“For years, Mr. Greenberg has financed a relentless campaign to dodge accountability for his alleged half a billion dollar fraud,” Eric Soufer, a spokesman for New York Attorney General Eric Schneiderman, said in a statement. “Mr. Greenberg will now face the same justice system as anyone else. We look forward to proving our claims in open court.”
Greenberg to Testify
The state’s lawyers plan to call Greenberg to testify in the civil suit, according to court papers.
“For him it’s a very personal battle — he’s trying to preserve his legacy,” said Anthony Sabino, a business professor at St. John’s University School of Law in New York who has also followed the lawsuit. “An unintended consequence is he’s trying to teach a lesson that private industry should be left alone, government intervention doesn’t work and sometimes government prosecutions can take on a life of their own and come out to a meaningless end.”
Greenberg still oversees an insurance operation through closely held Starr International Co., which provides coverage for the aviation, construction and energy industries. He’s not on the boards of any publicly traded companies, according to data compiled by Bloomberg.
Soon after Greenberg stepped down as AIG’s CEO, company officials said one of its transactions was improper, restated earnings by $3.4 billion and paid $1.6 billion to settle claims by regulators. AIG didn’t admit or deny any wrongdoing.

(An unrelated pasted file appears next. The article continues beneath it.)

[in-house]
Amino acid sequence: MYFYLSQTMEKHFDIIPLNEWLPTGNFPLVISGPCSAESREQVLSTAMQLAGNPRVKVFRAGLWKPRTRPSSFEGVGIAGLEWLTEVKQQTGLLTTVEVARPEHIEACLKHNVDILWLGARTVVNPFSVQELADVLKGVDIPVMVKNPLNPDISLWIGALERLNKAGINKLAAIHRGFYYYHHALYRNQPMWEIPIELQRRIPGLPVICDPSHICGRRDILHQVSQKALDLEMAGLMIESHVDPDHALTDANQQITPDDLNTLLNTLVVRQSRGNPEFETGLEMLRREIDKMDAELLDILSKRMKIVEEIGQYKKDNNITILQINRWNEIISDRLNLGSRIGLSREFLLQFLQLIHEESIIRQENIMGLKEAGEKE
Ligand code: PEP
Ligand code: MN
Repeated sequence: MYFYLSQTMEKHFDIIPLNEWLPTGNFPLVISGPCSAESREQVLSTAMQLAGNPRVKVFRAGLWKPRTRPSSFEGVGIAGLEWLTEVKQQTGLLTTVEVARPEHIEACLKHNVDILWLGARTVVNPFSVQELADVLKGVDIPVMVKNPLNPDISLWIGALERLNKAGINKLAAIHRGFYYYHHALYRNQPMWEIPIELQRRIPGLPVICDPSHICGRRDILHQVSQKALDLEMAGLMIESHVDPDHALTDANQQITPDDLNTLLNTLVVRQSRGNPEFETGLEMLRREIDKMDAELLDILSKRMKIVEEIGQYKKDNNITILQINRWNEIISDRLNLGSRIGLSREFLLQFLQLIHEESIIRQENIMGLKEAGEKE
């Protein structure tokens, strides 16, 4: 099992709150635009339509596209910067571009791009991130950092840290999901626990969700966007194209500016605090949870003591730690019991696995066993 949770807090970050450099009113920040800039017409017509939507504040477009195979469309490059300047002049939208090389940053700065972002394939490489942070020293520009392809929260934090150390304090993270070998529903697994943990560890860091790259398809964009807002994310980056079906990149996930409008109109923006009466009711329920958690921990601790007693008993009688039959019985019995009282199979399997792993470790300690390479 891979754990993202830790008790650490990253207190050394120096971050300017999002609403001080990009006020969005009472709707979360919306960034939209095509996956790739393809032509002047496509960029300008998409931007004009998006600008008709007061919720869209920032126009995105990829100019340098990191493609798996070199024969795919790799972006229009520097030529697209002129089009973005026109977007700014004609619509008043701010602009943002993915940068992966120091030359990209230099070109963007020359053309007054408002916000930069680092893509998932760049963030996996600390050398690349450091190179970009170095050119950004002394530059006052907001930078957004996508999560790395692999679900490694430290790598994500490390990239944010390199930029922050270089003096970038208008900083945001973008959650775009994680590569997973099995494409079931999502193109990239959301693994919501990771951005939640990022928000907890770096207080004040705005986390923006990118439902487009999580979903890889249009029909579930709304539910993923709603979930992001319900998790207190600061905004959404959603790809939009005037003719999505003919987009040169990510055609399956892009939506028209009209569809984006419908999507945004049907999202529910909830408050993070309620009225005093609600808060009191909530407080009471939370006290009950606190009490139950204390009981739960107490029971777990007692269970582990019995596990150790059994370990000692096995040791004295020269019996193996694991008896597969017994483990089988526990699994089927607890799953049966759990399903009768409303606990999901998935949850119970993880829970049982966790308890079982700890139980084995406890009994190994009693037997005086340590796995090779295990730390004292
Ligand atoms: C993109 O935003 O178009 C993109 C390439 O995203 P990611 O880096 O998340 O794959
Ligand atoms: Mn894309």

Greenberg and Smith were then sued by Spitzer under the Martin Act, an almost century-old law that gives New York prosecutors wide powers to probe white-collar crime. Spitzer was retaliating because the former chairman had accused him of overreach in prosecutions, Greenberg claimed after the suit was filed.
The lawsuit stems from two reinsurance transactions: a deal with Berkshire Hathaway Inc.’s General Reinsurance Corp. used to reverse a decline in loss reserves at AIG, and an agreement with CAPCO Reinsurance Co. Four former Gen Re executives and one from AIG were convicted of accounting fraud charges in 2008 but won reversals in 2011. Federal prosecutors agreed to drop the charges in 2012 under deferred-prosecution agreements after the former executives admitted “aspects” of the Gen Re deal were fraudulent.
Meanwhile, Greenberg sued the U.S. government over the 2008 bailout of AIG, claiming the company’s equity was wrongfully taken. Initially, Credit Suisse Group AG analysts put his chances of winning at 1 in 10.
Instead, after his lawyer David Boies hauled Ben Bernanke, Henry Paulson and Timothy Geithner to the witness stand, the trial finished with a ruling in Greenberg’s favor.
Still, his Starr International is appealing. Although the judge found the bailout was illegal, he didn’t award the $40 billion in damages that Greenberg had sought. The court said he wasn’t entitled to compensation because, if not for the rescue, AIG likely would have filed for bankruptcy.
In an interview with Bloomberg last year, just after his 90th birthday, Greenberg was asked if he’s mellowed with age. He called for an end to the interview.